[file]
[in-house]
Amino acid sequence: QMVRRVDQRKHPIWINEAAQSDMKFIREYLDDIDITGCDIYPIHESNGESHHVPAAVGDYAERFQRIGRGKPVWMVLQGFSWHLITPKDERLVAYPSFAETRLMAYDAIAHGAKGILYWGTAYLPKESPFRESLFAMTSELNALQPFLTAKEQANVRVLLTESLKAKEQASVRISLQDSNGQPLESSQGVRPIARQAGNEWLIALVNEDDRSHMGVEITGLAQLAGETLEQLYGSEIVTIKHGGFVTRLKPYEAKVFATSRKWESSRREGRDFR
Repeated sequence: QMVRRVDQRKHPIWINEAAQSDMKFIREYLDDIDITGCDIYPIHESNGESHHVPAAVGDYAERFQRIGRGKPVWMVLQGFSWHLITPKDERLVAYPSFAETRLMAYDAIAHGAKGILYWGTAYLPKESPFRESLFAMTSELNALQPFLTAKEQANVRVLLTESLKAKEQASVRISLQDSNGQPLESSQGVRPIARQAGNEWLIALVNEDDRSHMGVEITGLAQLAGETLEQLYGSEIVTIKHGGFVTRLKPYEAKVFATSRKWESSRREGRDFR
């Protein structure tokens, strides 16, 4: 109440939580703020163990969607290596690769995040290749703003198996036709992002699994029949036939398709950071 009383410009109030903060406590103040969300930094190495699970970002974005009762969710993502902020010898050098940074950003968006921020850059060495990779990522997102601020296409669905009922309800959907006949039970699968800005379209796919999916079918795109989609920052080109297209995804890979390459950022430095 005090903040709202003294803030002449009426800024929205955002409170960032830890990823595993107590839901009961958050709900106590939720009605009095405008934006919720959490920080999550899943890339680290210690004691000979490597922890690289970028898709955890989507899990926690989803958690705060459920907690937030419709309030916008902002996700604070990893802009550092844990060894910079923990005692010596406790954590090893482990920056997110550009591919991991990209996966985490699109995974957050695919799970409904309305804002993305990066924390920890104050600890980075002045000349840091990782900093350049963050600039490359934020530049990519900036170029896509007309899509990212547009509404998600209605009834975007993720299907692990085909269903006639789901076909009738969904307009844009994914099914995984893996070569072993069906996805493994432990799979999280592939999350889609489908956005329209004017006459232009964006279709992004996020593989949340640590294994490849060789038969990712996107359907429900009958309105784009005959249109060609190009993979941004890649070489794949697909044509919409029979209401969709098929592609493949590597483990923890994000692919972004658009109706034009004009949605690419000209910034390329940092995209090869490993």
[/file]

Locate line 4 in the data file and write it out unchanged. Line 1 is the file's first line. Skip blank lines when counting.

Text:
């Protein structure tokens, strides 16, 4: 109440939580703020163990969607290596690769995040290749703003198996036709992002699994029949036939398709950071 009383410009109030903060406590103040969300930094190495699970970002974005009762969710993502902020010898050098940074950003968006921020850059060495990779990522997102601020296409669905009922309800959907006949039970699968800005379209796919999916079918795109989609920052080109297209995804890979390459950022430095 005090903040709202003294803030002449009426800024929205955002409170960032830890990823595993107590839901009961958050709900106590939720009605009095405008934006919720959490920080999550899943890339680290210690004691000979490597922890690289970028898709955890989507899990926690989803958690705060459920907690937030419709309030916008902002996700604070990893802009550092844990060894910079923990005692010596406790954590090893482990920056997110550009591919991991990209996966985490699109995974957050695919799970409904309305804002993305990066924390920890104050600890980075002045000349840091990782900093350049963050600039490359934020530049990519900036170029896509007309899509990212547009509404998600209605009834975007993720299907692990085909269903006639789901076909009738969904307009844009994914099914995984893996070569072993069906996805493994432990799979999280592939999350889609489908956005329209004017006459232009964006279709992004996020593989949340640590294994490849060789038969990712996107359907429900009958309105784009005959249109060609190009993979941004890649070489794949697909044509919409029979209401969709098929592609493949590597483990923890994000692919972004658009109706034009004009949605690419000209910034390329940092995209090869490993």